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How Engineers Stop Floods: High-Tech Solutions for Flood Control

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Watergates in Japan
The historic Iwabuchi Floodgate, or Akasuimon (Red Sluice Gate), in Japan

The historic Iwabuchi Floodgate, or Akasuimon (Red Sluice Gate), in Japan

Photo © Juergen Sack/iStockPhoto.com
Surrounded by water, the island nation of Japan has suffered devastating floods. Communities along Japan's rapidly-flowing rivers are also prone to flooding.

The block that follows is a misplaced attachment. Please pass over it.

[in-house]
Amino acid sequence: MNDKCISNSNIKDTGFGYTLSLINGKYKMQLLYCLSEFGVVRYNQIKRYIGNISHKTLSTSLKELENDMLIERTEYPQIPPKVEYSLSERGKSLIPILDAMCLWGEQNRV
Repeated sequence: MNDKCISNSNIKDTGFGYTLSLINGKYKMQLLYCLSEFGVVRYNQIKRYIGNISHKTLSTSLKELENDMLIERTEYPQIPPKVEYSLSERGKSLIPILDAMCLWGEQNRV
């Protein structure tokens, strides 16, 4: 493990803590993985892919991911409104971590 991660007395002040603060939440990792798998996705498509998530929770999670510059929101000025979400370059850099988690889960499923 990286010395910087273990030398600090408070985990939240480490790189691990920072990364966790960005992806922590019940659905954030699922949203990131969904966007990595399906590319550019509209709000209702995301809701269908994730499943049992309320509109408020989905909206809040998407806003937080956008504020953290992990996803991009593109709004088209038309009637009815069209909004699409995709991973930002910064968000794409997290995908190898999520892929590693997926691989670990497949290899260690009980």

For many years, the picturesque Iwabuchi Floodgate, or Akasuimon (Red Sluice Gate), protected lowlands in the Kita section of Tokyo. The Iwabuchi Floodgate was designed in 1924 by Akira Aoyama, a Japanese architect who also worked on the Panama Canal, and remained in service until 1982. Newer gates were constructed directly behind the historic Iwabuchi Floodgate.

Automated "aqua-drive" motors power many of the watergates in flood-prone Japan. Water pressure creates a force that opens and closes the gates as needed. Aqua-drive motors don't use electricity, so they aren't affected by power failures that can occur during storms.

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